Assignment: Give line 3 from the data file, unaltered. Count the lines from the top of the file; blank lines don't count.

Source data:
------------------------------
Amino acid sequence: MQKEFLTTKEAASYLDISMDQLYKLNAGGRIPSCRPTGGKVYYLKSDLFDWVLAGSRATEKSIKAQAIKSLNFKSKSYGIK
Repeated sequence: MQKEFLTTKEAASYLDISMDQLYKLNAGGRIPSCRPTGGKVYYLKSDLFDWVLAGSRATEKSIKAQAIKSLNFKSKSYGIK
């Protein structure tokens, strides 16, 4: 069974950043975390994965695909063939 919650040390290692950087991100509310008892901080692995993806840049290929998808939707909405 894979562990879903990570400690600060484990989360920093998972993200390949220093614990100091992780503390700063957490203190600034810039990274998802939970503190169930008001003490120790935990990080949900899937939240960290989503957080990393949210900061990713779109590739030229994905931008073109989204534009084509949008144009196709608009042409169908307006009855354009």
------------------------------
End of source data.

């Protein structure tokens, strides 16, 4: 069974950043975390994965695909063939 919650040390290692950087991100509310008892901080692995993806840049290929998808939707909405 894979562990879903990570400690600060484990989360920093998972993200390949220093614990100091992780503390700063957490203190600034810039990274998802939970503190169930008001003490120790935990990080949900899937939240960290989503957080990393949210900061990713779109590739030229994905931008073109989204534009084509949008144009196709608009042409169908307006009855354009």